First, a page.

The innovative novels and stories of Michael Blumlein, MD, have introduced new levels of both terror and wonder into the fiction of scientific speculation. His work as a medical researcher and internist at San Francisco's UCSF Medical Center informs his tales of biotech, epigenetics, brain science, and what it means to be truly——if only temporarily——human.
Our title piece, "Thoreau's Microscope," inspired by a historic High Sierra expedition with Kim Stanley Robinson and Gary Snyder and first published here, is a stunning mix of hypothesis and history, in which the author inhabits Thoreau's final days to examine the interaction of impersonal science and personal liberation. A journey as illuminating as it is intimate.
Plus... A selection of short stories with Blumlein's signature mix of horror, "hard" science, and wicked humor. "Fidelity" coolly deconstructs adultery with the help of an exuberant tumor, an erotic cartoon, and a male malady. "Y(ou)r Q(ua)ntifi(e)d S(el)f" will reset your Fitbit and your workout as well. "Paul and Me" is a love story writ extra-large, in which an Immortal from Fantasy comes down with a distinctly human disorder. In the chilling "Know How, Can Do" a female Frankenstein brings romance to life in the cold light of the lab.
And Featuring: Our overly intrusive Outspoken Interview, in which the ethics of experimental medicine, animal surgery, the poetry of prose, cult film acclaim, Charles Ludlam, Darwin, and gender dysphoria all submit to examination.
"Blumlein has an exceptional vision, and he conveys it with exceptional talent."– Washington Post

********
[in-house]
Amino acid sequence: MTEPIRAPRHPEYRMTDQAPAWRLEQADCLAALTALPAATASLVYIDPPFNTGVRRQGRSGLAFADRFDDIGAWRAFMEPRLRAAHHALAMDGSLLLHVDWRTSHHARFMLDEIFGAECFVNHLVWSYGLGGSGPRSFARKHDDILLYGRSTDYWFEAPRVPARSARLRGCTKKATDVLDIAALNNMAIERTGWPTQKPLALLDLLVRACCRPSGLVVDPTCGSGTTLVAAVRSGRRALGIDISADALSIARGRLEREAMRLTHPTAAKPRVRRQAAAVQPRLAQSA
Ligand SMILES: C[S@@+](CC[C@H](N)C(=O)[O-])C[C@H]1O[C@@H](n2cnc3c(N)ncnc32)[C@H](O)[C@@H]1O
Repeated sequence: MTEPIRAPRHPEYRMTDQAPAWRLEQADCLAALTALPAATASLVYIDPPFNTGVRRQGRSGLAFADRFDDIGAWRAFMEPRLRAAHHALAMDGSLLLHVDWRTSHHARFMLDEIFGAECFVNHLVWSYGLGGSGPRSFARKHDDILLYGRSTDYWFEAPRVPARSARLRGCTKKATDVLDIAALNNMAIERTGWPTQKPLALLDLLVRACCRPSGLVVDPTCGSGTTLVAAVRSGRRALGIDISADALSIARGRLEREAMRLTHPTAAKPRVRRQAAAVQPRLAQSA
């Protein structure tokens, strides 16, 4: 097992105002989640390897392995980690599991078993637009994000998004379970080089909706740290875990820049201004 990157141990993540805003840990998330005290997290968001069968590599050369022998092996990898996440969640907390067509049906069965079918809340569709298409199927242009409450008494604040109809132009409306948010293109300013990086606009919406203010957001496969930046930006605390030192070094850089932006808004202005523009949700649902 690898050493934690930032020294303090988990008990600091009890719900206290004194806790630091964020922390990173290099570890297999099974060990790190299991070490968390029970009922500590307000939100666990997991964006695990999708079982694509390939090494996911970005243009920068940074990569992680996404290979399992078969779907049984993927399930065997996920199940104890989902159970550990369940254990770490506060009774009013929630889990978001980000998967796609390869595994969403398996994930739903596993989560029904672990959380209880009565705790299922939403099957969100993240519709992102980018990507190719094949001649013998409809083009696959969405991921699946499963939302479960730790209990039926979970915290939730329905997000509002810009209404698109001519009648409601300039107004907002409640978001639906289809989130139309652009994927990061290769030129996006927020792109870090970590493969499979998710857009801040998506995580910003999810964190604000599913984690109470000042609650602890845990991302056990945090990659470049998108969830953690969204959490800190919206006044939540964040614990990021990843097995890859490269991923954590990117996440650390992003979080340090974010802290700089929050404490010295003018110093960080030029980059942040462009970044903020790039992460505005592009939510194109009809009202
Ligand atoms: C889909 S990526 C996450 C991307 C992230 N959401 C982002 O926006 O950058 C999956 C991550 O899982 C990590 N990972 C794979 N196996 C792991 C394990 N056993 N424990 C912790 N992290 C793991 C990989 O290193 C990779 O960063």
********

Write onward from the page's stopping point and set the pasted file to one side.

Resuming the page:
"Blindingly brilliant...Blumlein is beyond any genre...a genuinely great writer."– Katherine Dunn, author of Geek Love
"A wonderful and disturbing writer."– William Gibson
"Offbeat and unpredictable...a talent that bears watching."– Publishers Weekly
"Disturbing. More!"– Joe Lansdale, creator of the Hap and Leonard series
Paul and Me for Terry Parkinson
I first met Paul in '71, the year I got out of college. I was bumming around the country, crashing in city parks and church basements, cadging food and companionship, avoiding the future. In keeping with the spirit of the times, I considered my carefree and unfettered existence both highly evolved and intrinsically righteous, when in truth I had no fucking idea. It didn't matter. My girlfriend was in New York City, living in a commune and doing guerilla theater. My ex-girlfriend was in Vancouver, BC, with her boyfriend, who'd fled the U.S. because of the draft. Those two women were ballast for me. In my imagination anyway, they were fixed points and gave me the security to do what I wanted in between.
I'd been in Bozeman a few days when I was busted for stealing a sandwich. After a night in jail, the judge threw me out of town. The first ride I got was headed to Seattle, but I wasn't ready for another city quite yet. I got out in Wenatchee, caught a ride to Carlton and two days later, a pack on my back and enough brown rice to last a week, was in the high country north of Lake Chelan.
There is nothing like the mountains to feel simultaneously large and small. Incomparably large, I should say, and insignificantly small. Distances are vast, yet life, because conditions are so exacting, is condensed. At the higher elevations the trees and wildflowers, the voles that skitter in and out of rocks, even the mosquitoes seem lil- liputian. Which made Paul, at first glance, all the more striking.